|May 2012 Member Spotlight|
Valerie Whiting, MS, LMT, OTR
Complementary Health Strategies
Valerie has been a registered occupational therapist since 1969. As a practitioner of yoga, she was drawn into alternative practice in Knoxville in 1994. She practices myofascial bodywork, Thai massage, yoga teaching, yoga therapeutics, and Yamuna BodyRolling from her home in Farragut. Valerie’s main focus is for her clients to take charge of their own pain and become proactive, using a method that suits them best. She borrows the Tantric yoga image of warp and weft on the loom: fascial fabric is plastic, and can reform to alleviate pain.
Valerie has worked a variety of hospital and rehabilitation programs over a 35 year span. She served in the USAF and retired from the USAF Reserves, holding the rank of Lt Colonel. She and her husband have resided in Knoxville since 1991. She is now semi-retired, but continues a yoga and process-oriented bodywork practice in Farragut, TN.
Her academic history includes degrees from Indiana University and Eastern Washington University. Holistic professional studies range from process and mental factors (Landmark Forum, Hakomi body-based psychotherapy, and a year of Bioenergetics training in body-based psychotherapeutics) to structural therapeutics (Barnes’ myofascial release, Iyengar, Viniyoga, and Ashtanga yoga forms, Thai Massage in Thailand, and Rossiter structural bodywork methods.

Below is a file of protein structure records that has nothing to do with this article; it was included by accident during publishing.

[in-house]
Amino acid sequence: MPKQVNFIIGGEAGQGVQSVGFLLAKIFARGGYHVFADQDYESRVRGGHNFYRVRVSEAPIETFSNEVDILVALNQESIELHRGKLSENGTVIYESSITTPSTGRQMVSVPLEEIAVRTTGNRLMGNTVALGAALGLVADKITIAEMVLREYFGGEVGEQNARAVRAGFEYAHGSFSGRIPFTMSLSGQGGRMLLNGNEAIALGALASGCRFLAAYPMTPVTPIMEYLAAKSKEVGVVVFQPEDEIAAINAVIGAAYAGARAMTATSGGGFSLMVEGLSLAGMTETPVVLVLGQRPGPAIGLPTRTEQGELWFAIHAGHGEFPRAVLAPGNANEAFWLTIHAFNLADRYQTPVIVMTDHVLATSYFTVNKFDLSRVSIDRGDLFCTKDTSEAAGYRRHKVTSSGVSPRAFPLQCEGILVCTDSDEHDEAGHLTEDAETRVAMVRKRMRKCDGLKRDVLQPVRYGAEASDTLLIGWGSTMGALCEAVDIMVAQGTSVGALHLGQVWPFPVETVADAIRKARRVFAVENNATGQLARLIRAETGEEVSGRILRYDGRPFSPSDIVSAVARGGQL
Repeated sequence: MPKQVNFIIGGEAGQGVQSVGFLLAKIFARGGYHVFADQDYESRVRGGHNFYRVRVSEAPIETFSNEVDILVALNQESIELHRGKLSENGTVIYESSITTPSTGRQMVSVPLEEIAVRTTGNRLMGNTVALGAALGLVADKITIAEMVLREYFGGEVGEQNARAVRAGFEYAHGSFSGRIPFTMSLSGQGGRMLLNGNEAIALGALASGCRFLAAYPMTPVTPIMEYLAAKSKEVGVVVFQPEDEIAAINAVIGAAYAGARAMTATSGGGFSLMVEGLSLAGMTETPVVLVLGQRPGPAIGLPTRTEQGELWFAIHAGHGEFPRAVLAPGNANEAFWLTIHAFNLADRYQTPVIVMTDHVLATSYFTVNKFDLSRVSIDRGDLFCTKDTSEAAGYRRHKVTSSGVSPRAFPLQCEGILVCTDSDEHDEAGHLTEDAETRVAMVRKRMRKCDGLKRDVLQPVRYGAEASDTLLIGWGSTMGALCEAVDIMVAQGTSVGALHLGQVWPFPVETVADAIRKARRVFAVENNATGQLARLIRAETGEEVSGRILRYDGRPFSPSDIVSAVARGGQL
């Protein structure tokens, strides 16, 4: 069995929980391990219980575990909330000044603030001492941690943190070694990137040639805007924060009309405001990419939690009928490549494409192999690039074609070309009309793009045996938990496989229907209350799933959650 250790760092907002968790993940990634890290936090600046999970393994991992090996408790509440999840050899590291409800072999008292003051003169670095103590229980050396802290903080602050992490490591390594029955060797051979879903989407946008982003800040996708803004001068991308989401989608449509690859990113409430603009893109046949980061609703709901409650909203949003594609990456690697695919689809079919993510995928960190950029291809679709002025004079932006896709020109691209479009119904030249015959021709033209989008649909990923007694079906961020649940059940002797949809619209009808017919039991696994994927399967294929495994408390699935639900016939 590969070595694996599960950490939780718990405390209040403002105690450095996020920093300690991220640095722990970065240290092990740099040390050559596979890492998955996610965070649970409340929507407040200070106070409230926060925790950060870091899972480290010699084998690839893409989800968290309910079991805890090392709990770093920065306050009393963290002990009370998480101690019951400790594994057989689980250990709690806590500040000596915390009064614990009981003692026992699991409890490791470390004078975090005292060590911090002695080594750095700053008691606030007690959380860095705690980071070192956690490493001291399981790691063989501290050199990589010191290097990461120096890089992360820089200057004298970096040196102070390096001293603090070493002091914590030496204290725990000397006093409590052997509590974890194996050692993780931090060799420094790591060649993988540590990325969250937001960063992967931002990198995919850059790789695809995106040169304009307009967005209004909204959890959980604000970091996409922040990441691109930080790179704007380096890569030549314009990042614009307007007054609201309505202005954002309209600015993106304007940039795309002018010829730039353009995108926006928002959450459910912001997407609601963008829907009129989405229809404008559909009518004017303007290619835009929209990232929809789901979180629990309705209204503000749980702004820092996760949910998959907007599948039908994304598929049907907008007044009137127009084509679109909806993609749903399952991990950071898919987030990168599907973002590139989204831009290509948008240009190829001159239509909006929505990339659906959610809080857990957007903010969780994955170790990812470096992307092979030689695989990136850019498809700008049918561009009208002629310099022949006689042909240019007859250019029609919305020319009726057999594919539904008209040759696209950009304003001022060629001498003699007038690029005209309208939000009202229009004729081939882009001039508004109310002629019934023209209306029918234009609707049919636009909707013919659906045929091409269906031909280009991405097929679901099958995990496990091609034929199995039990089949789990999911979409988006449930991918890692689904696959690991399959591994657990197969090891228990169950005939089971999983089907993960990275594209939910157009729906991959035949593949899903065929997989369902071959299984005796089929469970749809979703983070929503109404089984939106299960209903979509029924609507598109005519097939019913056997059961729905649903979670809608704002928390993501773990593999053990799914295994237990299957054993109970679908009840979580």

Valerie is a life-long learner, and loves keeping her inquiry fresh and deepening with maturity.
What I’d like for people to know about me & my perspective on practice: It’s more about practicing the art &exploring the dimensions of health & wellness, as they manifest in different lives.
People who are in pain often search for a practitioner from a panic mode. This narrows their perspective about what it really takes to establish a healthy foundation from which to heal. People looking for immediate relief misunderstand that structural and emotional stability must be cultivated from the ground up. So the actual process may be one step forward & two steps back to fill in the missing links that cause problems to persist.
Thai massage helps people feel the reality of a different point of view, that is readily understood by the Eastern mind but usually dismissed in the United States. An example: a recent client was in pain and very anxious to name the particular muscle that was the injured offender in her body. By the second session, she had learned to relax and allow her body to inform her of the problem. Her preoccupation for an anatomical name was limiting her understanding of her problem. This method is called “mindfulness” in the Eastern meditation traditions, and teaches us patient curiosity as we view ourselves. Americans often reduce their viewpoint prematurely, and forget to enjoy the learning process that constitutes real healing. At first, this model may not appear to be a bargain massage, but it turns out to be priceless.